Rachael Bennett and Kate Paxman

Curator: Steve Brown

Dartington Space Gallery  Friday October 4 2019 to Wednesday January 8 2020

An exhibition about the liminal moment, observation, and the unknowable.

Kate Paxman is an artist, researcher and educator at Plymouth University where she is also undertaking a practice-based PhD with the School of Art, Design and Architecture. She has been commissioned by Activate Arts, National Trust and Craftspace among others and has received Arts Council funding for numerous projects. Kate is also co-founder of Smooth Space, an artist-led collective and peer support network which has initiated residencies in public places in partnership with a number of organisations nationally.

Of this work Kate says:

I am an artist who works with sound, film, animation and drawing to build speculative narratives to engage with the unknowable and to notice, for as author Mary Louise Pratt says, “noticing attunes us to worlds otherwise”. The unknowable here suggests concepts impossible for us to comprehend, such as the vast expanses of time involved in evolutionary processes, and the accelerated timescales caused by unprecedented human disturbance of the earth’s ecosystems.

I am currently creating artworks addressing human presence in fragile habitats, and researching littoral zone (partially submerged) marine caves around the South West. Sea caves are dynamic environments now facing accelerated risk of destruction from increasingly frequent extreme weather events. I collect field recordings and film in sites whose vulnerability makes me uncomfortably aware of being the problem – my discomfort arises from privileging my observations and entering where all other than human entities (plants, animals and things) are made vulnerable by my actions.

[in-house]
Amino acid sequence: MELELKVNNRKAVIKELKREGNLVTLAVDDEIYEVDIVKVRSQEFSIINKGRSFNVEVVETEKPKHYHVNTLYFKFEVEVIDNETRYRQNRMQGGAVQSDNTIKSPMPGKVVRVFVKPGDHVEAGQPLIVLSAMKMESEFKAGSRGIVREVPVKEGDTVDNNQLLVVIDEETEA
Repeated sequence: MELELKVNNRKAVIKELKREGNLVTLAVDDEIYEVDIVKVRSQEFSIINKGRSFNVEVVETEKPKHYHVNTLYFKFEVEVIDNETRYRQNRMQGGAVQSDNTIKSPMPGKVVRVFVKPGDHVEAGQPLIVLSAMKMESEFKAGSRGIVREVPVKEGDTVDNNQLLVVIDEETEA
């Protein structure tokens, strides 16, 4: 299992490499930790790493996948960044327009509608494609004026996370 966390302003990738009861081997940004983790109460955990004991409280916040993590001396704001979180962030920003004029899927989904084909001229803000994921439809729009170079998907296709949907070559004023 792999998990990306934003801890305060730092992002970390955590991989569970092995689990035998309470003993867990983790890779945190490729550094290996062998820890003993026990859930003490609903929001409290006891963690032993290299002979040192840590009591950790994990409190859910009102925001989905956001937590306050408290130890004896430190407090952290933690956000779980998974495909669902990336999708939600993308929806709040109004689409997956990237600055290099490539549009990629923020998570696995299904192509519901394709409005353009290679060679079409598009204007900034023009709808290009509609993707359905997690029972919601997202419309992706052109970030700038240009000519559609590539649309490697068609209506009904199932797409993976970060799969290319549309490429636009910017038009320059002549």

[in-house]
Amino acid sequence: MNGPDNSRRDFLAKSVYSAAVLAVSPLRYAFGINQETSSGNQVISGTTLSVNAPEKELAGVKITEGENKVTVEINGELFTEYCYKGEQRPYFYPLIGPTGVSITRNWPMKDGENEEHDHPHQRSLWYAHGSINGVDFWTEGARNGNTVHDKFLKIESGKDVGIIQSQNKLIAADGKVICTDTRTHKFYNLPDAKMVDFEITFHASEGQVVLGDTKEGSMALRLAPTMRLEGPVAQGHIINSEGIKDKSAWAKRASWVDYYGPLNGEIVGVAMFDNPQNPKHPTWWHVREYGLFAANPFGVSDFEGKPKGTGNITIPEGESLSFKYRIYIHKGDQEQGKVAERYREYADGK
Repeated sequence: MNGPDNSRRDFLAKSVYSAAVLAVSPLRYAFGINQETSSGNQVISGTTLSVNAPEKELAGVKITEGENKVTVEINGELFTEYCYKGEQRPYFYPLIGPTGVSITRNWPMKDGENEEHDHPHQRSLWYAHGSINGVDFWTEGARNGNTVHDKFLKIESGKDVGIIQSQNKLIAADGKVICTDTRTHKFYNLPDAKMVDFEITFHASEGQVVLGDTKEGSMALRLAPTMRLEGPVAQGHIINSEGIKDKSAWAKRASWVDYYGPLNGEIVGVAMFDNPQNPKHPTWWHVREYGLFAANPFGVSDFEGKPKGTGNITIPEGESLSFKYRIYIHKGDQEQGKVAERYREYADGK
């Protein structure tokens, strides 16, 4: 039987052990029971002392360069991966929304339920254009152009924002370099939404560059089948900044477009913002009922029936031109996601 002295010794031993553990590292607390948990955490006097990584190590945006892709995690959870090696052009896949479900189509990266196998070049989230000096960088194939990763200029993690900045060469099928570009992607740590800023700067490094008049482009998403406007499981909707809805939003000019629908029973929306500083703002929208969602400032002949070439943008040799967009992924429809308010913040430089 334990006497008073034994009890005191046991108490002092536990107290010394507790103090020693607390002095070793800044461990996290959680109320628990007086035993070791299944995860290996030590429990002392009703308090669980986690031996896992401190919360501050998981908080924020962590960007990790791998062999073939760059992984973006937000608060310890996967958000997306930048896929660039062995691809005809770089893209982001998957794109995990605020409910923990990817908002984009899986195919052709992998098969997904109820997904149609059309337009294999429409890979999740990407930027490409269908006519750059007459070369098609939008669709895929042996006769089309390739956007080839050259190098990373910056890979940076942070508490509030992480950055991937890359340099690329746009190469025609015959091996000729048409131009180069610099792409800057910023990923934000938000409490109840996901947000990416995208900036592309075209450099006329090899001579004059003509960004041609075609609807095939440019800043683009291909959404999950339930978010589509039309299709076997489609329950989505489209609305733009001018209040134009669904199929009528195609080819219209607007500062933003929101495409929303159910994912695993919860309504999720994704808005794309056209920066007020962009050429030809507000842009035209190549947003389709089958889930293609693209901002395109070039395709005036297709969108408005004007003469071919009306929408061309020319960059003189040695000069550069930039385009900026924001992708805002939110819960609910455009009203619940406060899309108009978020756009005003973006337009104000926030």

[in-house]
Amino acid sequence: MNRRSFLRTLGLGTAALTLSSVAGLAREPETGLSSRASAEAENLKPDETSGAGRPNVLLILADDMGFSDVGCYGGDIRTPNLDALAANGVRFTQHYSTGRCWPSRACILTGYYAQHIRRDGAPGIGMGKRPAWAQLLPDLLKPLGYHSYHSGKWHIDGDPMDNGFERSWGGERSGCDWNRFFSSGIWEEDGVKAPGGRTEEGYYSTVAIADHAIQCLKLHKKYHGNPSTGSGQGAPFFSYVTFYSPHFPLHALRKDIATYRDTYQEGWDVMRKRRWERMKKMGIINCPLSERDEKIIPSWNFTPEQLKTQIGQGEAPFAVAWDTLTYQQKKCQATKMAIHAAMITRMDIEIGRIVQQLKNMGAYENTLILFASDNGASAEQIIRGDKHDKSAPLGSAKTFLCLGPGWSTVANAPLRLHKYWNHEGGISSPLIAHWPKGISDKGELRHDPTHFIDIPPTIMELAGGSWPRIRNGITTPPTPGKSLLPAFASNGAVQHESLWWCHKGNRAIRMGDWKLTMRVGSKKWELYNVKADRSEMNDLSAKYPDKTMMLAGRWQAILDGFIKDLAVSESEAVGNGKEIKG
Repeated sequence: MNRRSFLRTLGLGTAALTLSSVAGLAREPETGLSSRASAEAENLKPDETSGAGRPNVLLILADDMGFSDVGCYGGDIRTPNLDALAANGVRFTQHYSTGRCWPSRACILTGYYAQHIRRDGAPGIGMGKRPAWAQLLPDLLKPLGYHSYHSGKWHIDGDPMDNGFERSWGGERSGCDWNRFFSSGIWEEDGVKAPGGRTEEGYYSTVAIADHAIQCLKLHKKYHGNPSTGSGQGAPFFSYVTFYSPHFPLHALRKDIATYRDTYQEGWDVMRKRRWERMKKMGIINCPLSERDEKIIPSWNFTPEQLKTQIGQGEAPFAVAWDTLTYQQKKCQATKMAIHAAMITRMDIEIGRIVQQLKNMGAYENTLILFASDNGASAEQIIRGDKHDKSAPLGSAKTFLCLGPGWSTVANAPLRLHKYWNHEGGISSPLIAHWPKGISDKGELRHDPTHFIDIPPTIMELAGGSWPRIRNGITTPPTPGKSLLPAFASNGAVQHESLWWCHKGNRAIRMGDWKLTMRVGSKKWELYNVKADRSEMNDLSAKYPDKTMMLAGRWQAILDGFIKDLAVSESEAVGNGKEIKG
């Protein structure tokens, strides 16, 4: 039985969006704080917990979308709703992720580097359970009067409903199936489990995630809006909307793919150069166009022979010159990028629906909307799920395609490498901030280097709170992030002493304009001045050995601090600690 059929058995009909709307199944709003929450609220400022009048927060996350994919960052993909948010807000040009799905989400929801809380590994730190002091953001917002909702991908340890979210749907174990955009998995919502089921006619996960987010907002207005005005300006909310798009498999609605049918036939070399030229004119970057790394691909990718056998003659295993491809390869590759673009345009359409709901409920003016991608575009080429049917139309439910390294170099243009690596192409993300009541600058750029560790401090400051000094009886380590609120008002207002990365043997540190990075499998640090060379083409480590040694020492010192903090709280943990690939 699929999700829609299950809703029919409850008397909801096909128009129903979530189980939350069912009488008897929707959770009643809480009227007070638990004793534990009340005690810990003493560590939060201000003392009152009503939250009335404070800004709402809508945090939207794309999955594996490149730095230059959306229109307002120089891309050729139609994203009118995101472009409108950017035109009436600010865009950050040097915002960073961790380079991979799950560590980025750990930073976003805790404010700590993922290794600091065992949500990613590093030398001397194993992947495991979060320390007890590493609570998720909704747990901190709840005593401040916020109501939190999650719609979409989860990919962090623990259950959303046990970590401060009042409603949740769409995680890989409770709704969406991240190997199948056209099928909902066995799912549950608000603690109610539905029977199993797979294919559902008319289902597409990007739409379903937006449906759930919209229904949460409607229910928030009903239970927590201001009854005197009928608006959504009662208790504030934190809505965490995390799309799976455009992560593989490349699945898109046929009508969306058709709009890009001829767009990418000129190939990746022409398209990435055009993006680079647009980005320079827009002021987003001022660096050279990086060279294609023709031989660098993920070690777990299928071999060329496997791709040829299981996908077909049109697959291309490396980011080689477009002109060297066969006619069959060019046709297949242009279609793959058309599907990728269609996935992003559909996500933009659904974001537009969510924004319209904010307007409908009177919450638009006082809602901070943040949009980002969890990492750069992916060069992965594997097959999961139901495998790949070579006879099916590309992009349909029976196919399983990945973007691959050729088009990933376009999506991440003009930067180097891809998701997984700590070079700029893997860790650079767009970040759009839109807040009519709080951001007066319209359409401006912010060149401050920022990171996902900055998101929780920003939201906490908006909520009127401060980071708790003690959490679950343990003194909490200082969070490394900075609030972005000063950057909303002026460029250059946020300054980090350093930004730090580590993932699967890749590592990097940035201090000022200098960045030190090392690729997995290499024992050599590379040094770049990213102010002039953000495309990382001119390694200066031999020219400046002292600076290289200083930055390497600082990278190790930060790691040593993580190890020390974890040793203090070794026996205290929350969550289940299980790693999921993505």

image: Diaspid 02 (still from video)


email: kate@katepaxman.com

Rachael Bennett was born in 1956 in Hampshire and attended Winchester School of Art. After completing her first degree at Liverpool University she moved to London at the age of 22 where she ran a successful textile design business and for the next 20 years sold designs and worked to commission internationally, mainly in the home furnishing market, working in London and then Devon. During these years she was asked to contribute to the teaching programmes of several universities. She decided to stop designing in order to develop her personal work, and now exhibits regularly and has representation in several galleries in the South West.

Of the work in this exhibition Rachael says:

I am interested in liminal space and I see my paintings as an environment allowing personal thought, connections and the ability for the viewer to make their own interpretation.

My process is unconventional, using collaging, printing, dying and painting, with waiting time to allow the alchemy of method and materials to evolve.

Although my intention and concept are very clear to me, the making is often uncomfortable and meandering as I layer, strip down, wash and rebuild until I reach my conceived outcome – that moment does eventually appear and is unmistakable.



email: rachaelannab@aol.com 

image: Land and Sea No 11